Jim Hagemann Snabe, Co-CEO at SAP, explains how robust the Chinese market is for the software giant.» Read More
Muscular retail sales figures encouraged traders -- as the dollar slips again and crude oil continues to soar. How should investors read these ostensibly contradictory signs? Erik Ristuben of Russell Investment Group and Holly Isdale of Lehman Brothers offered their sector insights to CNBC.
Top executives for SAP say they see a slowdown in the United States as well as an unfavorable currency market in the coming year.
Oracle shares fell sharply a day after the company posted disappointing quarterly software sales and said its customers had become more cautious, quashing the idea that the software sector would be immune to the economic turmoil that has roiled the rest of the tech sector.
When the economy rebounds, where's your portfolio going to be? UBS says that's a question to answer right now. The bank released what it calls its "'New' Nifty Fifty," a list of 50 companies from around the world that can use today's troubling market conditions to position themselves to thrive when the economy rebounds. (PART 3)
There is hope for technology stocks -- if you examine what's really in demand. So say Andrew Bartels, vice president at Forrester Research and Brent Barcelin, senior analyst st Pacific Crest Securities. The two offered CNBC their outlooks on the tech market -- and the stocks they believe in.
Standard and Poor's has just released the results of its twice-a-year stock screen, designed to find Warren Buffett-style stocks. The new list features several tech stocks, including Apple, as well as a number of names from Europe and Asia. But some key Buffett criteria aren't taken into account by the screen.
Cramer thinks the activist investor might be eyeing Wind River Tech. Here's why.Investing can be confusing. Luckily, Cramer has mapped out some road rules for all you Home Gamers trying to navigate the jungle that is Wall Street. Think of it as "Mad Money 101" –- some fundamental advice to keep in mind as you play the market. Whether you're a first time investor or a seasoned financier, it's always good to remember the basics.
Cramer makes the call on viewers' favorite stocks.Investing can be confusing. Luckily, Cramer has mapped out some road rules for all you Home Gamers trying to navigate the jungle that is Wall Street. Think of it as "Mad Money 101" –- some fundamental advice to keep in mind as you play the market. Whether you're a first time investor or a seasoned financier, it's always good to remember the basics.
Stocks ended mixed as Bank of America's earnings shortfall was countered by strong tech and healthcare earnings. "In the last few days there is more concern about this bleeding into the fourth quarter, with the Bank of America comments and housing having more of a negative impact on the consumer than maybe we've seen so far," said Alec Young, equity strategist at S&P.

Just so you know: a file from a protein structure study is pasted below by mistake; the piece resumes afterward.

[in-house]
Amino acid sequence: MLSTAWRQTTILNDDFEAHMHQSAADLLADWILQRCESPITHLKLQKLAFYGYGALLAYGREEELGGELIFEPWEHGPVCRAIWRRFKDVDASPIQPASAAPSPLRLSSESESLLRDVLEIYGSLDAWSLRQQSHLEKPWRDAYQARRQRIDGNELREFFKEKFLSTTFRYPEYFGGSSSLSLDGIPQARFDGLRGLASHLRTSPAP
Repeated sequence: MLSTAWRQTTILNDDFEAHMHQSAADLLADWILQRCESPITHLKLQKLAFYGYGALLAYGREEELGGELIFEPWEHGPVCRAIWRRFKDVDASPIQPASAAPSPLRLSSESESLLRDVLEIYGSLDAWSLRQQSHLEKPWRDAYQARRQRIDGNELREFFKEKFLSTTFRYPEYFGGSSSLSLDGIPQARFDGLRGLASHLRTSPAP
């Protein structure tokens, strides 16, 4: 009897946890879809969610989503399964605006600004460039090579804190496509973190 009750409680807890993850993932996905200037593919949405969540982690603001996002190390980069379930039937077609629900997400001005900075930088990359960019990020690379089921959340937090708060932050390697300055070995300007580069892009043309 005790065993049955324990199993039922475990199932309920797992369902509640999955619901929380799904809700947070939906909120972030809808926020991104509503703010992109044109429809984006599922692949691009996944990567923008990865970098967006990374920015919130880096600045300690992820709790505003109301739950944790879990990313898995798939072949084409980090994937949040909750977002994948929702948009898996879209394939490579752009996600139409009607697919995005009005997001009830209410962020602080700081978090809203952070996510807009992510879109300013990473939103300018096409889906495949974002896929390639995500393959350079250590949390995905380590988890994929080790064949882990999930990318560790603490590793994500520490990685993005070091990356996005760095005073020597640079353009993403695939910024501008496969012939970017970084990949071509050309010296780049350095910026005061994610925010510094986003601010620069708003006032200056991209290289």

Stocks closed mixed on Monday as strength in tech stocks was overshadowed by investor concerns ahead of earnings season.
Software maker SAP said on Tuesday it has doubled its number of customers in India to 2,000 in the past year, and reaffirmed that it planned to invest $1 billion in the country by 2010 to boost growth.
Stronger than expected earnings from IBM helped to push the Dow Jones Industrial Average to a record close above 14,000 for the first time - just two days after the Dow broke above that level on an intraday basis. The S&P 500 also closed at a record high.
Software maker SAP will respond to rival Oracle's lawsuit accusing it of intellectual property theft by midnight Pacific Daylight Time on Monday, it said in a statement.
Stocks closed with broad gains on Friday and the major markets finished at record levels following a week filled with positive earnings surprises. "A lot of people thought this was supposed to be the quarter where earnings growth slowed down but most reports have been impressive," said Rick Pendergraft, chief investment analyst at Investor's Daily Edge.
Germany's SAP met analysts' forecasts for sales of new software licenses but missed expectations for earnings after a difficult first quarter in which it lost a top manager and faced a lawsuit from a rival.
SAP's head of software products, Shai Agassi, will resign because he was unwilling to wait to become the next chief executive, and sales chief Leo Apotheker was named deputy CEO, the company said on Wednesday.
The chief executive of SAP's TomorrowNow subsidiary, Andrew Nelson, defended the unit's business practices in his first public response to a recent lawsuit from rival Oracle, The Wall Street Journal reported.
Oracle sued SAP, on Thursday for "corporate theft on a grand scale," claiming its business software rival had stolen copyrighted software and other confidential materials.
The news: American International Group Inc., the world's largest insurer, on Thursday reported fourth-quarter profit rose sharply from a year-ago period weighed down by hurricane losses, but results still missed Wall Street projections. The word...
SAP warned that licenses for its corporate software packages, which are a leading indicator of growth, climbed 7% instead of the 9% previously expected for the quarter.